Being a child of God is not something we do but what God does.  He does not ask of us great intellect or solemn consent but a childlike heart of faith, trusting in the Lord to do what He has said and promised.  In this way maturity is not independence or presumption but humility and faith, trusting in what Jesus has done to make us His own and to keep His own in His kingdom forevermore.  This is not a path of our decision but of His work, the Holy Spirit cutting through our childish arrogance to teach us this humility of faith and leading us from our old childish haunts of sin and evil into the light of life in Christ.

    In the days when Jesus was born of Mary and walked upon the earth, children were not that highly valued.  Rather, the aged were esteemed as the wise and gray hair was a mark of glory.  That is not how it is today.  In our culture we glorify youth and not just youth but childishness.  We hide behind the door of our own willfulness and we think that we can impress God by our great knowledge or amuse God with our wit or awe God with our accomplishments.  Yet God, in His mercy, is not offended but loves us still and in His mercy, and saves us before we even want Him to be our Savior.  Christ carries the burden of all our sins upon His shoulders, dies in our place the death we should have died, and rose to bestow upon us the new and everlasting life we do not deserve.  This He does not so we might get Him or understand Him but in love, waiting for hearts that would trust what He has accomplished.

    To live out this childlike faith is to learn to rejoice in what God has done for us, to learn to love others as He has loved us, to forgive others as we have been forgiven, and to speak of His salvation so that those who have not heard might hear and believe.  To live out this childlike faith is to live so that we may learn to hate our sin and love what is good and right and revealed in God’s Law.  To live out this childlike faith is to live not in the gray areas where darkness and death hide but in the light of Christ where life and hope reside.

    To live this childlike life is to acknowledge our sin and our great need and to respond to what God has done with gratitude and thanksgiving.  To live this childlike life out is to struggle to abandon the ways of sin and to mark that which tempts and deceives us so that we may be God’s own children and live always under Him in His kingdom here on earth in the Church and in heaven where the righteous shine like stars.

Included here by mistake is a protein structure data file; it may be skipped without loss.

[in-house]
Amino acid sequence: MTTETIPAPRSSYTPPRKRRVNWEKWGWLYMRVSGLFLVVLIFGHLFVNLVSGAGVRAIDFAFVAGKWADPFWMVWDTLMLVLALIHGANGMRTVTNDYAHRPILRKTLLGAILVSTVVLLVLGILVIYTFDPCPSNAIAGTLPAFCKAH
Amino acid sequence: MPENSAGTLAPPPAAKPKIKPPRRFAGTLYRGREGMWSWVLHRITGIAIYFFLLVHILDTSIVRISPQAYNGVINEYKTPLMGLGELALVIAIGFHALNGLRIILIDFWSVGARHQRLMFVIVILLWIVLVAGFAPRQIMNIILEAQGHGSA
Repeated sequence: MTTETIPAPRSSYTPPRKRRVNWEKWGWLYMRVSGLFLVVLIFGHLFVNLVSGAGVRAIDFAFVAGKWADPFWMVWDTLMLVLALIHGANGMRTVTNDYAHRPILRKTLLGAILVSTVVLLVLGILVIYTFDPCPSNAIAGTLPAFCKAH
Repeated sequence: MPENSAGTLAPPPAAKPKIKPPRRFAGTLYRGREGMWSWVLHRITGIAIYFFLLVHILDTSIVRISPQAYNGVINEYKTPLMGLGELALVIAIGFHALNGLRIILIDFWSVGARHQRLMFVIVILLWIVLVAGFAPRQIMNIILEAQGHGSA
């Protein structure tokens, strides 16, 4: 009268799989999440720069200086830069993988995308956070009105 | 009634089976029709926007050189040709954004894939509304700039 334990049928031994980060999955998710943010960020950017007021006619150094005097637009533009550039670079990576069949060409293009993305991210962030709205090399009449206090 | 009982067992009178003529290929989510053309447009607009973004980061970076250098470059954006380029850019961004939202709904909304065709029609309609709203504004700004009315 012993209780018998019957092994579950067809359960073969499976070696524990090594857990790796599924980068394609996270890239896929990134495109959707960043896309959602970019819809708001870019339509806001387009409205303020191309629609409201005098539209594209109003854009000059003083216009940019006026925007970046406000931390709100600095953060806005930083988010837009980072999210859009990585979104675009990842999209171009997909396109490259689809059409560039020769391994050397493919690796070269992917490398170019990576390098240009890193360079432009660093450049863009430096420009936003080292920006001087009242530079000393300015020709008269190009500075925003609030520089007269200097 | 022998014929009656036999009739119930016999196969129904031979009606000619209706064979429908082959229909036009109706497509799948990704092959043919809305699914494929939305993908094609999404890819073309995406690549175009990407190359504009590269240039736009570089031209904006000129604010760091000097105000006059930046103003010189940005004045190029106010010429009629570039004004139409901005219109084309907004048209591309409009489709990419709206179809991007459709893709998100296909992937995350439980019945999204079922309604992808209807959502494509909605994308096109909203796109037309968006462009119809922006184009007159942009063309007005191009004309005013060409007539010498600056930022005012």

Within this childlike life, there is no competition for greatness, no disdain for those who are weaker, no abandonment of those slow to know of God’s ways, and no callous treatment of those who cannot repay us for our kindness.  Children are valued not for their innocence or for their potential or for their love.  They are valued simply because they are children.  God values us not for our innocence or what we might become or even for our great love.  Instead, He loves us in spite of all that is lacking in us and delivers us from sin and its death through His Son.  Because He did not despise the childish or foolish, we love and protect and teach our children well to know the Lord and to walk in His ways.  As a child imitates His parents on earth, so do we imitate our heavenly Father as we grow up into Christ, our head.

    We live in a culture of sin in which the childish are lauded and the holy are ridiculed.  We live in a culture of sin in which the life of a child is considered cheap enough to kill with the whim and the fragility of old age is considered a burden too great for us to love and care for.  We live in a culture of sin in which children are considered toys or accessories to be purchased when we desire them and to be ignored when we have tired of them.  But thankfully God is not us.  He loves and forgives us, whom He has fearfully and wonderfully made, and rescues us from ourselves to be His forever.  He does not count the cost of our redemption too great or the cost of loving us to much but willingly becomes our Savior.  He treats us not as toys or distractions but as His greatest treasures and yet we can do nothing for Him.  No, indeed.  Unless you become like a little child in faith, you will never enter the Kingdom of God and unless you confess in humility the great limitations of your sinfulness, you will never know the greatness of the Lord’s love for you.  Because you know both, see that you do not despise the little ones but love them as He has loved you.  Amen.